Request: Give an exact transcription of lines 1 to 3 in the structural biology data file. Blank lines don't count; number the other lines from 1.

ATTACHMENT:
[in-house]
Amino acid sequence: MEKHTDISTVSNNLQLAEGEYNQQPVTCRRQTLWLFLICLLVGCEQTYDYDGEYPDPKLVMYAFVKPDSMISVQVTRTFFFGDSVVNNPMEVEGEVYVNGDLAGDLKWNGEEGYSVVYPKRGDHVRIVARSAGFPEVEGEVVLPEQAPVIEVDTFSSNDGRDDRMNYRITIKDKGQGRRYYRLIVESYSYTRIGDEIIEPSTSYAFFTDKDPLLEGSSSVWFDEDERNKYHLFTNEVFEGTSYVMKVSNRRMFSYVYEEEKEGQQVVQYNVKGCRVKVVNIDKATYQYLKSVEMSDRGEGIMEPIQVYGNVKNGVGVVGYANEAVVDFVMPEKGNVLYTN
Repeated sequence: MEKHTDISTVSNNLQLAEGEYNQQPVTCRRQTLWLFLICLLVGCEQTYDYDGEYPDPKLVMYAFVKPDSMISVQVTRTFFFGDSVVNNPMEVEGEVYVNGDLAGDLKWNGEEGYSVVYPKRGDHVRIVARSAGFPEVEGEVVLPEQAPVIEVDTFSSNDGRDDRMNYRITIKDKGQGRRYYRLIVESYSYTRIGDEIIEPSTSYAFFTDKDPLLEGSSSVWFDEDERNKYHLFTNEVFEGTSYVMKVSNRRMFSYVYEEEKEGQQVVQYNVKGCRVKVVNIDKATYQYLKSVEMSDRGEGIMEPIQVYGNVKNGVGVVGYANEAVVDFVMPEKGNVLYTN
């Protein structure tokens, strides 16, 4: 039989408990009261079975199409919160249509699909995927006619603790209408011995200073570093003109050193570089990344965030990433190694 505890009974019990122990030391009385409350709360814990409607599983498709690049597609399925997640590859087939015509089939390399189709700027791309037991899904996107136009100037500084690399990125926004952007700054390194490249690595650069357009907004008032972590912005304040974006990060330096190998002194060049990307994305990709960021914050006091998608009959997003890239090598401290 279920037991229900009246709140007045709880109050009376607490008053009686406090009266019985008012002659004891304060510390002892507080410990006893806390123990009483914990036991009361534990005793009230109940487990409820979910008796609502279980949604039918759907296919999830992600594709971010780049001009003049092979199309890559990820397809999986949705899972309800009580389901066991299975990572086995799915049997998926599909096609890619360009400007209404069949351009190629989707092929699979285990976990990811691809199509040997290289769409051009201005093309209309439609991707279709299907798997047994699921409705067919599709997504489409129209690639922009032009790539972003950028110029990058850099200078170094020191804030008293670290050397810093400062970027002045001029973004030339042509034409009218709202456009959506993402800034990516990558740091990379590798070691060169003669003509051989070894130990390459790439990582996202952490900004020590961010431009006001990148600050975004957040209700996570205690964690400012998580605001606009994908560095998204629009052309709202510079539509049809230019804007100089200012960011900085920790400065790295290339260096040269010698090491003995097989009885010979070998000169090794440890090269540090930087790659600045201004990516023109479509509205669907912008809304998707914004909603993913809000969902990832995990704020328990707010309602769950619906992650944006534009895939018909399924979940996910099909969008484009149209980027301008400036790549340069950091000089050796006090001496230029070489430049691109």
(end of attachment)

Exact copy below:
[in-house]
Amino acid sequence: MEKHTDISTVSNNLQLAEGEYNQQPVTCRRQTLWLFLICLLVGCEQTYDYDGEYPDPKLVMYAFVKPDSMISVQVTRTFFFGDSVVNNPMEVEGEVYVNGDLAGDLKWNGEEGYSVVYPKRGDHVRIVARSAGFPEVEGEVVLPEQAPVIEVDTFSSNDGRDDRMNYRITIKDKGQGRRYYRLIVESYSYTRIGDEIIEPSTSYAFFTDKDPLLEGSSSVWFDEDERNKYHLFTNEVFEGTSYVMKVSNRRMFSYVYEEEKEGQQVVQYNVKGCRVKVVNIDKATYQYLKSVEMSDRGEGIMEPIQVYGNVKNGVGVVGYANEAVVDFVMPEKGNVLYTN
Repeated sequence: MEKHTDISTVSNNLQLAEGEYNQQPVTCRRQTLWLFLICLLVGCEQTYDYDGEYPDPKLVMYAFVKPDSMISVQVTRTFFFGDSVVNNPMEVEGEVYVNGDLAGDLKWNGEEGYSVVYPKRGDHVRIVARSAGFPEVEGEVVLPEQAPVIEVDTFSSNDGRDDRMNYRITIKDKGQGRRYYRLIVESYSYTRIGDEIIEPSTSYAFFTDKDPLLEGSSSVWFDEDERNKYHLFTNEVFEGTSYVMKVSNRRMFSYVYEEEKEGQQVVQYNVKGCRVKVVNIDKATYQYLKSVEMSDRGEGIMEPIQVYGNVKNGVGVVGYANEAVVDFVMPEKGNVLYTN